The Technical Efficiency of Nigerian Banks: Determining Efficiency

Prior to liberalization in 1985, the result indicates that ten banks of the 29 banks used for the analysis were efficient. This means that they lie on the efficient frontier and had efficiency score of 1.000 each. The banks are Afri bank, Citi bank, Co-operative Bank, First Bank, Indo, MBC, NAL, Union, UBA and Lobi banks. This represents 34.48% of the banks. It is interesting to note that Afribank, which was one of the banks declared problematic by Sanusi but survived the Soludo consolidation exercise was efficient prior to liberalization. The rest of the banks used in that period, (65.52%) exhibited various levels of inefficiency. This ranges from as high as 87.5% level of inefficiency by IMB merchant which is the worst, to as low as 26.8% by Societe Generale Bank.
Out of the inefficient banks, 89.47% have their efficiency level below the industry average of 57%, while 10.53% have their efficiency levels above the industry average. These are Credit Lyonnas and Societe Generale banks. Furthermore, of the ten efficient banks three or 30% are merchant banks while the rest (70%) are commercial banks. The merchant banks are Indo, NAL and MBC.
With liberalization in 1995, the percentage of efficient banks increased to 35.71% leaving 64.28% of the banks as inefficient. The number of inefficient banks with efficiency level above the industry average is 25.93% as against 10.53% prior to liberalization. Furthermore, the level of inefficiency in 1995 ranged from as low as 2.5% for First City Monument Bank to as high as 74.8% for Societe General Bank. These results show improvements over the preliberalization era. The results suggest that liberalization did not only improve the average level of technical efficiency of the banking industry but also the technical efficiency of individual banks in 1995. Note that Afribank and Union banks were efficient during this period.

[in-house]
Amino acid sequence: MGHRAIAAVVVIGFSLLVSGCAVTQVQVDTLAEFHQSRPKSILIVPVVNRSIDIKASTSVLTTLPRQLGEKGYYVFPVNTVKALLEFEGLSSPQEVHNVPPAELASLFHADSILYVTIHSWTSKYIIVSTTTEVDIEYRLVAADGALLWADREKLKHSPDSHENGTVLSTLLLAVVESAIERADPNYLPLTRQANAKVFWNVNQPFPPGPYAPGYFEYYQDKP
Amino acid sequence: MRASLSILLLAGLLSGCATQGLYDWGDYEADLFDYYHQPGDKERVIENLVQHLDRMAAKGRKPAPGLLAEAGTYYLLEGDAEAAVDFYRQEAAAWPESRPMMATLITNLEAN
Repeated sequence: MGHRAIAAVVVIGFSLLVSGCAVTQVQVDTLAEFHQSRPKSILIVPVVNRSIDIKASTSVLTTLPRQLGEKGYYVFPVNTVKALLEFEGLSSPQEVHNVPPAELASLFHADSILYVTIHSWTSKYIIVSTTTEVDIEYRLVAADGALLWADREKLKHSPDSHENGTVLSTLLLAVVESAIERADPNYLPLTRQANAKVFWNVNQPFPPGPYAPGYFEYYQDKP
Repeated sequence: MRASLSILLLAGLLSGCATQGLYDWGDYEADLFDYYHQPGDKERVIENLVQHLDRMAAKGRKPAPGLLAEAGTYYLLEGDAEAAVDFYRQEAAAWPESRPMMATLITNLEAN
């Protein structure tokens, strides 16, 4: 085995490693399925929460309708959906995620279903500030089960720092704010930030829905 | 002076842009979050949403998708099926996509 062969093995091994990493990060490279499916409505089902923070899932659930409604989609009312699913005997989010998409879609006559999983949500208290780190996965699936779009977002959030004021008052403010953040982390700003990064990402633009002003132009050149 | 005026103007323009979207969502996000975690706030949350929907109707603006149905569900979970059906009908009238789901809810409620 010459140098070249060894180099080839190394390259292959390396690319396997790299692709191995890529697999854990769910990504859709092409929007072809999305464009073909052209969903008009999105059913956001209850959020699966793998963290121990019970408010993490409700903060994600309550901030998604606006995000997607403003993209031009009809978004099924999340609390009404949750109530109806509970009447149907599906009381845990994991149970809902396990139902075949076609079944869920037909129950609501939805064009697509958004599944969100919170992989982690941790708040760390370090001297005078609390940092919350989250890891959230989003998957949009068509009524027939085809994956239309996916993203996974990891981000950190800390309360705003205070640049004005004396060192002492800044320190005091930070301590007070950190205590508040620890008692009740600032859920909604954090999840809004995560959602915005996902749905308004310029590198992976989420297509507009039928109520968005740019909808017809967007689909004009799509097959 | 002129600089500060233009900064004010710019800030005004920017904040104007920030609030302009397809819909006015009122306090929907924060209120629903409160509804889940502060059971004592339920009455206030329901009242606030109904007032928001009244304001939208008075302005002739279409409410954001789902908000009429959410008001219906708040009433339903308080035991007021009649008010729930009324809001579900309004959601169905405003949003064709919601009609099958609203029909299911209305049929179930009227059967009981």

The 2000 efficiency result shows that 26% of the banks used for the study for that year were efficient. This is a decrease compared to the pre-liberalization era and the 1995 period. This gave the percentage of inefficient banks as 74% which is higher than the two previous periods. This may be due to the crisis in the banking industry in the 1990s which caused the liquidation of most banks such that the remaining ones were struggling to re-establish themselves in the financial system. Furthermore, poor management of the banks which persisted as noted by the CBN may have also contributed to these.
The banks that remained efficient even in the face of the crisis like First Bank, Citi Bank, Indo were either among the banks with high market share or private banks suggesting that ownership and market share may be important factors that determined efficiency within this period. However, when one observes that two of the three biggest banks viz Union Bank and UBA fell among the inefficient banks in 2000 with efficiency scores of 0.766 and 0.806 respectively, one begins to wonder whether market share actually plays a role in determining efficiency.
The worst of the inefficient banks (Co-operative Development Bank) has an efficiency score of 0.37 which is higher that the efficiency level of the worst bank in 1985 and 1995. Of the inefficient banks, 35% have their efficiency scores above the industry average of 73.1%. This result is higher than that of 1985 and 1995 suggesting that the continued liberalization had a positive impact on the technical efficiency of individual banks in 2000. Afribank was among the inefficient banks in this period. further